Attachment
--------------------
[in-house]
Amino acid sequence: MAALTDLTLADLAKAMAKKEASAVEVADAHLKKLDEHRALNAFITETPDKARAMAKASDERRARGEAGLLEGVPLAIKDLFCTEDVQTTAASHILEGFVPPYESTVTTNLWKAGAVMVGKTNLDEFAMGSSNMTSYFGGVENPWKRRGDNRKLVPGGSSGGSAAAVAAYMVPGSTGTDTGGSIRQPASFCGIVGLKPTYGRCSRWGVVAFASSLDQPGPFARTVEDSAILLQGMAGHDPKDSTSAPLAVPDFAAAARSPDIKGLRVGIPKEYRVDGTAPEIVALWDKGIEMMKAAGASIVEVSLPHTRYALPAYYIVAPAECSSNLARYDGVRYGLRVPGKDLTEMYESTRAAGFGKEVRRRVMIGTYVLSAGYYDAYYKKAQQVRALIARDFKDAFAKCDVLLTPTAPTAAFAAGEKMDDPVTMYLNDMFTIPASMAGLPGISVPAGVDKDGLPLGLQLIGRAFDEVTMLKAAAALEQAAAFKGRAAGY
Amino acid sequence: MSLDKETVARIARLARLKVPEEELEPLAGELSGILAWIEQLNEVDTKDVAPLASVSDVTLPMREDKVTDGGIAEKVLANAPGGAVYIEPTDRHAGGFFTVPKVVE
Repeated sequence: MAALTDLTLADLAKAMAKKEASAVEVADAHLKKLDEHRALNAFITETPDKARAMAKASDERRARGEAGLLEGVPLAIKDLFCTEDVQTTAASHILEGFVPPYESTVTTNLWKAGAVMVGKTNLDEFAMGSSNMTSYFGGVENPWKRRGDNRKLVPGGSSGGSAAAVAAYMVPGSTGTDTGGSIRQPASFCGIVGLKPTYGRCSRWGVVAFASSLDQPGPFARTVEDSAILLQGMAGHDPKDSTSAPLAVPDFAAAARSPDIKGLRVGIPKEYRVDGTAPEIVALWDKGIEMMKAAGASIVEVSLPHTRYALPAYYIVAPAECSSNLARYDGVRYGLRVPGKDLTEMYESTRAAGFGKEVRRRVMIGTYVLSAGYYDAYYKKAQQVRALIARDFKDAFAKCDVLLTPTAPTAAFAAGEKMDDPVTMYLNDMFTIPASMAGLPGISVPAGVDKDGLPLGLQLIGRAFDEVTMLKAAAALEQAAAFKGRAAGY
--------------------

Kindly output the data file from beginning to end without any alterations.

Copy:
[in-house]
Amino acid sequence: MAALTDLTLADLAKAMAKKEASAVEVADAHLKKLDEHRALNAFITETPDKARAMAKASDERRARGEAGLLEGVPLAIKDLFCTEDVQTTAASHILEGFVPPYESTVTTNLWKAGAVMVGKTNLDEFAMGSSNMTSYFGGVENPWKRRGDNRKLVPGGSSGGSAAAVAAYMVPGSTGTDTGGSIRQPASFCGIVGLKPTYGRCSRWGVVAFASSLDQPGPFARTVEDSAILLQGMAGHDPKDSTSAPLAVPDFAAAARSPDIKGLRVGIPKEYRVDGTAPEIVALWDKGIEMMKAAGASIVEVSLPHTRYALPAYYIVAPAECSSNLARYDGVRYGLRVPGKDLTEMYESTRAAGFGKEVRRRVMIGTYVLSAGYYDAYYKKAQQVRALIARDFKDAFAKCDVLLTPTAPTAAFAAGEKMDDPVTMYLNDMFTIPASMAGLPGISVPAGVDKDGLPLGLQLIGRAFDEVTMLKAAAALEQAAAFKGRAAGY
Amino acid sequence: MSLDKETVARIARLARLKVPEEELEPLAGELSGILAWIEQLNEVDTKDVAPLASVSDVTLPMREDKVTDGGIAEKVLANAPGGAVYIEPTDRHAGGFFTVPKVVE
Repeated sequence: MAALTDLTLADLAKAMAKKEASAVEVADAHLKKLDEHRALNAFITETPDKARAMAKASDERRARGEAGLLEGVPLAIKDLFCTEDVQTTAASHILEGFVPPYESTVTTNLWKAGAVMVGKTNLDEFAMGSSNMTSYFGGVENPWKRRGDNRKLVPGGSSGGSAAAVAAYMVPGSTGTDTGGSIRQPASFCGIVGLKPTYGRCSRWGVVAFASSLDQPGPFARTVEDSAILLQGMAGHDPKDSTSAPLAVPDFAAAARSPDIKGLRVGIPKEYRVDGTAPEIVALWDKGIEMMKAAGASIVEVSLPHTRYALPAYYIVAPAECSSNLARYDGVRYGLRVPGKDLTEMYESTRAAGFGKEVRRRVMIGTYVLSAGYYDAYYKKAQQVRALIARDFKDAFAKCDVLLTPTAPTAAFAAGEKMDDPVTMYLNDMFTIPASMAGLPGISVPAGVDKDGLPLGLQLIGRAFDEVTMLKAAAALEQAAAFKGRAAGY